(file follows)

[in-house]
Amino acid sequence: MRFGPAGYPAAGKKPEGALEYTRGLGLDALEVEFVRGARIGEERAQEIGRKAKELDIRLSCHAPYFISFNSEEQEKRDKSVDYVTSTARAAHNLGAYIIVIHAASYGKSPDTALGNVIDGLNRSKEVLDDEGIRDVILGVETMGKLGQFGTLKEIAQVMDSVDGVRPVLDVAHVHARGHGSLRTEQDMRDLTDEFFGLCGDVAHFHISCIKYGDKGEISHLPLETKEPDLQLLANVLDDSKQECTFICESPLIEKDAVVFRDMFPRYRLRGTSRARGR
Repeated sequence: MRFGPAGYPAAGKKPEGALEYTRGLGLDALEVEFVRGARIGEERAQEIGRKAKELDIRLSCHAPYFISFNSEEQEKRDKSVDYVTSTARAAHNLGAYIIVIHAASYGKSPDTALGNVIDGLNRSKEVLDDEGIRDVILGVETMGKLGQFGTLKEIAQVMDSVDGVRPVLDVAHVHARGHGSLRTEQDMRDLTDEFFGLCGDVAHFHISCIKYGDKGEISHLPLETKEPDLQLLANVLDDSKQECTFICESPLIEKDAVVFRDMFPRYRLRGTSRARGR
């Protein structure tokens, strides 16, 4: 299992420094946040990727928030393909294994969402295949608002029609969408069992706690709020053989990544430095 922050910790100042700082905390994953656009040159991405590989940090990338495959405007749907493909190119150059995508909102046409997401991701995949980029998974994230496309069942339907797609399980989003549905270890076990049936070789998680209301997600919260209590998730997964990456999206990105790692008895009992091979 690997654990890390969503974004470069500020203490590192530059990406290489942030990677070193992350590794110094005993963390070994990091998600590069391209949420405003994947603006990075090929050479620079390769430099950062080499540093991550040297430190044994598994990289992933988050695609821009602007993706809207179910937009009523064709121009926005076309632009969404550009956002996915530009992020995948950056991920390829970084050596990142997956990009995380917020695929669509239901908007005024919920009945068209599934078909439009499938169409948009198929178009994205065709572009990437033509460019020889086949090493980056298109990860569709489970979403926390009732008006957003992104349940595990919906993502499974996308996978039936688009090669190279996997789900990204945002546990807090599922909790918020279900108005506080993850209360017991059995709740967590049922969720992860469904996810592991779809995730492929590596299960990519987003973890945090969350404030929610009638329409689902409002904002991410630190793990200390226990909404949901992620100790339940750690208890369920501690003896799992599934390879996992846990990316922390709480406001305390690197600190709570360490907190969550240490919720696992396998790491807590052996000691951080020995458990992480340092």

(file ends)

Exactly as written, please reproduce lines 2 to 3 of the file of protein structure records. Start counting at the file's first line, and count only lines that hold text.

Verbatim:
Amino acid sequence: MRFGPAGYPAAGKKPEGALEYTRGLGLDALEVEFVRGARIGEERAQEIGRKAKELDIRLSCHAPYFISFNSEEQEKRDKSVDYVTSTARAAHNLGAYIIVIHAASYGKSPDTALGNVIDGLNRSKEVLDDEGIRDVILGVETMGKLGQFGTLKEIAQVMDSVDGVRPVLDVAHVHARGHGSLRTEQDMRDLTDEFFGLCGDVAHFHISCIKYGDKGEISHLPLETKEPDLQLLANVLDDSKQECTFICESPLIEKDAVVFRDMFPRYRLRGTSRARGR
Repeated sequence: MRFGPAGYPAAGKKPEGALEYTRGLGLDALEVEFVRGARIGEERAQEIGRKAKELDIRLSCHAPYFISFNSEEQEKRDKSVDYVTSTARAAHNLGAYIIVIHAASYGKSPDTALGNVIDGLNRSKEVLDDEGIRDVILGVETMGKLGQFGTLKEIAQVMDSVDGVRPVLDVAHVHARGHGSLRTEQDMRDLTDEFFGLCGDVAHFHISCIKYGDKGEISHLPLETKEPDLQLLANVLDDSKQECTFICESPLIEKDAVVFRDMFPRYRLRGTSRARGR